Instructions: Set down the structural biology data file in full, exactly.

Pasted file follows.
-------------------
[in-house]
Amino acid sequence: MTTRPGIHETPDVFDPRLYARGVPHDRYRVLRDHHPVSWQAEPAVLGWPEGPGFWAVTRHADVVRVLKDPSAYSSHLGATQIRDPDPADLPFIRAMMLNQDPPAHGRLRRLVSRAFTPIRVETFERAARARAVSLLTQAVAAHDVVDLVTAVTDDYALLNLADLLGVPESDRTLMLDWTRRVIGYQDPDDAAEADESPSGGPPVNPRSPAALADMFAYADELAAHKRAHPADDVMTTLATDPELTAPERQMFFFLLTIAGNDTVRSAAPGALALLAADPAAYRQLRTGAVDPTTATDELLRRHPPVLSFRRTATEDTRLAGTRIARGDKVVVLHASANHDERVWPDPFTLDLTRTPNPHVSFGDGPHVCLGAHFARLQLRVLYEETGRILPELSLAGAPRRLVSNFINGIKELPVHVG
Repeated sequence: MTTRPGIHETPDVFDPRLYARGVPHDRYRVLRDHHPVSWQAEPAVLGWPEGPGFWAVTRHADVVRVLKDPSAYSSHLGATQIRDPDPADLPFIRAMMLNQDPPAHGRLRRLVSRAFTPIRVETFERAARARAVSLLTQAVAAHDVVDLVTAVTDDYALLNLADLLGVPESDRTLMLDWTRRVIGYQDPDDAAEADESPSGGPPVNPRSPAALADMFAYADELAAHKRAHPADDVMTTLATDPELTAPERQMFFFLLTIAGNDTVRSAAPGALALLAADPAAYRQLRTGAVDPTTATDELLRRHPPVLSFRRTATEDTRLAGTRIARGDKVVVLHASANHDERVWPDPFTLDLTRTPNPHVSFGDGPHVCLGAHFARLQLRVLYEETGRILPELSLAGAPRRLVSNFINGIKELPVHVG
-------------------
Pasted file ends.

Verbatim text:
[in-house]
Amino acid sequence: MTTRPGIHETPDVFDPRLYARGVPHDRYRVLRDHHPVSWQAEPAVLGWPEGPGFWAVTRHADVVRVLKDPSAYSSHLGATQIRDPDPADLPFIRAMMLNQDPPAHGRLRRLVSRAFTPIRVETFERAARARAVSLLTQAVAAHDVVDLVTAVTDDYALLNLADLLGVPESDRTLMLDWTRRVIGYQDPDDAAEADESPSGGPPVNPRSPAALADMFAYADELAAHKRAHPADDVMTTLATDPELTAPERQMFFFLLTIAGNDTVRSAAPGALALLAADPAAYRQLRTGAVDPTTATDELLRRHPPVLSFRRTATEDTRLAGTRIARGDKVVVLHASANHDERVWPDPFTLDLTRTPNPHVSFGDGPHVCLGAHFARLQLRVLYEETGRILPELSLAGAPRRLVSNFINGIKELPVHVG
Repeated sequence: MTTRPGIHETPDVFDPRLYARGVPHDRYRVLRDHHPVSWQAEPAVLGWPEGPGFWAVTRHADVVRVLKDPSAYSSHLGATQIRDPDPADLPFIRAMMLNQDPPAHGRLRRLVSRAFTPIRVETFERAARARAVSLLTQAVAAHDVVDLVTAVTDDYALLNLADLLGVPESDRTLMLDWTRRVIGYQDPDDAAEADESPSGGPPVNPRSPAALADMFAYADELAAHKRAHPADDVMTTLATDPELTAPERQMFFFLLTIAGNDTVRSAAPGALALLAADPAAYRQLRTGAVDPTTATDELLRRHPPVLSFRRTATEDTRLAGTRIARGDKVVVLHASANHDERVWPDPFTLDLTRTPNPHVSFGDGPHVCLGAHFARLQLRVLYEETGRILPELSLAGAPRRLVSNFINGIKELPVHVG